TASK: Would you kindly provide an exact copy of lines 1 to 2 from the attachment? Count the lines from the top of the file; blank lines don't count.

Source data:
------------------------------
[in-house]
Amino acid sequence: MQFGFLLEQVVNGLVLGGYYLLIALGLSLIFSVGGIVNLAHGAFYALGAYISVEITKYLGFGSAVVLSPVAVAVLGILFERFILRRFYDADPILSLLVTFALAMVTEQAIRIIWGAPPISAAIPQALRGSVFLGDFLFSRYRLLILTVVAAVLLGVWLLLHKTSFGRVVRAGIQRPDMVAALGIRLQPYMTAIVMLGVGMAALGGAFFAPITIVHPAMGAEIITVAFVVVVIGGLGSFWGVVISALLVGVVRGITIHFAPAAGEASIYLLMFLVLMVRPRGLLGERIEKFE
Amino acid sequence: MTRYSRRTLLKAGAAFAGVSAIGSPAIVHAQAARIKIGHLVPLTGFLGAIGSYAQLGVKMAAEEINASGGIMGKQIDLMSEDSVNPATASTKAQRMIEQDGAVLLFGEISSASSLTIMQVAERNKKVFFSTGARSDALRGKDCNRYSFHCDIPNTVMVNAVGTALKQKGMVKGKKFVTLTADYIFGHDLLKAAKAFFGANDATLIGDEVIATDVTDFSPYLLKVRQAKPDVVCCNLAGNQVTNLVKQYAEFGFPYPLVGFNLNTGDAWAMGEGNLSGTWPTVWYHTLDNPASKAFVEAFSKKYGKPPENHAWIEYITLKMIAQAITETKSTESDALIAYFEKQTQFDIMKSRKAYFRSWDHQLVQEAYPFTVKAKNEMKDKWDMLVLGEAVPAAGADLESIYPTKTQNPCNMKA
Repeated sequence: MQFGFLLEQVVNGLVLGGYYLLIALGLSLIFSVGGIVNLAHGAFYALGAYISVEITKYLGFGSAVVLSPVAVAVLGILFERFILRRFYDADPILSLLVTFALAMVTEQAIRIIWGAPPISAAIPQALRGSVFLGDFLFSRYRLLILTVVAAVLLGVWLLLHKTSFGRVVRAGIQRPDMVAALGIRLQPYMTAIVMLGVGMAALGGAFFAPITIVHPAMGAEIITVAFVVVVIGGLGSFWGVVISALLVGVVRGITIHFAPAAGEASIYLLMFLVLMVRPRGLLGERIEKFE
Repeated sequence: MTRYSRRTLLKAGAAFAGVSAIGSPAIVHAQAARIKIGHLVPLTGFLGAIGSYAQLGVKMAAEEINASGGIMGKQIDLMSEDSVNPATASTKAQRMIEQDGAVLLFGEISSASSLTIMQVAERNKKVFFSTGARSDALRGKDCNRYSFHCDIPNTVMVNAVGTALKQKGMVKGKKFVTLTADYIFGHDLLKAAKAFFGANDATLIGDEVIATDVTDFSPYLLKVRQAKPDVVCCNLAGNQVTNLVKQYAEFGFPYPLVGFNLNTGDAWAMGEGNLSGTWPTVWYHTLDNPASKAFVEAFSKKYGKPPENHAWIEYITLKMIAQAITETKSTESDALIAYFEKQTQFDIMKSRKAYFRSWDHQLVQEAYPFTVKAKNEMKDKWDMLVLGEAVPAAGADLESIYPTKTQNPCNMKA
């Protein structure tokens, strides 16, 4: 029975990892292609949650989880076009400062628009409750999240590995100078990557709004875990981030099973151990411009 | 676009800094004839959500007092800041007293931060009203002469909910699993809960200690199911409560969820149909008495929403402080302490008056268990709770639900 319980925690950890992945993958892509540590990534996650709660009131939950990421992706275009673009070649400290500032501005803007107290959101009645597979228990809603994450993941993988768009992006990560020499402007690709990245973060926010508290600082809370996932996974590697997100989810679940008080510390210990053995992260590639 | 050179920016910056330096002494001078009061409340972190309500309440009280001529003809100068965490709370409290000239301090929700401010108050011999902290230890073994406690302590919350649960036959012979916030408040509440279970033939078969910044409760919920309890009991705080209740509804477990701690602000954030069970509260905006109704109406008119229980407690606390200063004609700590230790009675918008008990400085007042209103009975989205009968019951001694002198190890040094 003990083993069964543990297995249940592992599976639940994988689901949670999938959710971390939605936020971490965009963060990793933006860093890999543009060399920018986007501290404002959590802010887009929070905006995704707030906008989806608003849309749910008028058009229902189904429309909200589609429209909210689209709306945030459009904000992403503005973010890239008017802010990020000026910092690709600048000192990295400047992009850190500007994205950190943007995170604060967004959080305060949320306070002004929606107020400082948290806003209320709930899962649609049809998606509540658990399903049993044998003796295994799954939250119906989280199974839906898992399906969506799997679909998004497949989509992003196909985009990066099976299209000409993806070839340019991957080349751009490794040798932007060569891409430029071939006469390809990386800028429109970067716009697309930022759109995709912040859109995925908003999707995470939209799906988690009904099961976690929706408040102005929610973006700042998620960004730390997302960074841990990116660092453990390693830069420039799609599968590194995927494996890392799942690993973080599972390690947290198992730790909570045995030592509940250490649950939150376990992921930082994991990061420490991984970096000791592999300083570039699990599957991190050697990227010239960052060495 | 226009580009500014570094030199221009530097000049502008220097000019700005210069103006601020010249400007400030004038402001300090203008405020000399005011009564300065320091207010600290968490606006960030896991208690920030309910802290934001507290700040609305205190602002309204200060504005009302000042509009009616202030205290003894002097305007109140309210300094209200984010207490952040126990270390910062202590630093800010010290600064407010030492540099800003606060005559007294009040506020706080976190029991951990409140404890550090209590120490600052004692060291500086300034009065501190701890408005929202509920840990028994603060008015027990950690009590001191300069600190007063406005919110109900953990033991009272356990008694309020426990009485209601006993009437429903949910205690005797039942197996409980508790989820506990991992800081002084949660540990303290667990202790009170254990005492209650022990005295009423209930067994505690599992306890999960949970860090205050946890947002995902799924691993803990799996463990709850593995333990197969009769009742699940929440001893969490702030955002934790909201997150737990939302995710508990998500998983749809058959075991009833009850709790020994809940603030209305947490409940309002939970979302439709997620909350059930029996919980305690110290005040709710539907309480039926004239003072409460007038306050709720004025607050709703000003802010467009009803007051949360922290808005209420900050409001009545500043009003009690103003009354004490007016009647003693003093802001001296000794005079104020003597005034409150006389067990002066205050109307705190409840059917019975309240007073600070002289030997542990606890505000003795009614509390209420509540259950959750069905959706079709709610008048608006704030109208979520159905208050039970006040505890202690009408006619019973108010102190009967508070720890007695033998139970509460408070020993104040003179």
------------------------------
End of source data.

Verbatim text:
[in-house]
Amino acid sequence: MQFGFLLEQVVNGLVLGGYYLLIALGLSLIFSVGGIVNLAHGAFYALGAYISVEITKYLGFGSAVVLSPVAVAVLGILFERFILRRFYDADPILSLLVTFALAMVTEQAIRIIWGAPPISAAIPQALRGSVFLGDFLFSRYRLLILTVVAAVLLGVWLLLHKTSFGRVVRAGIQRPDMVAALGIRLQPYMTAIVMLGVGMAALGGAFFAPITIVHPAMGAEIITVAFVVVVIGGLGSFWGVVISALLVGVVRGITIHFAPAAGEASIYLLMFLVLMVRPRGLLGERIEKFE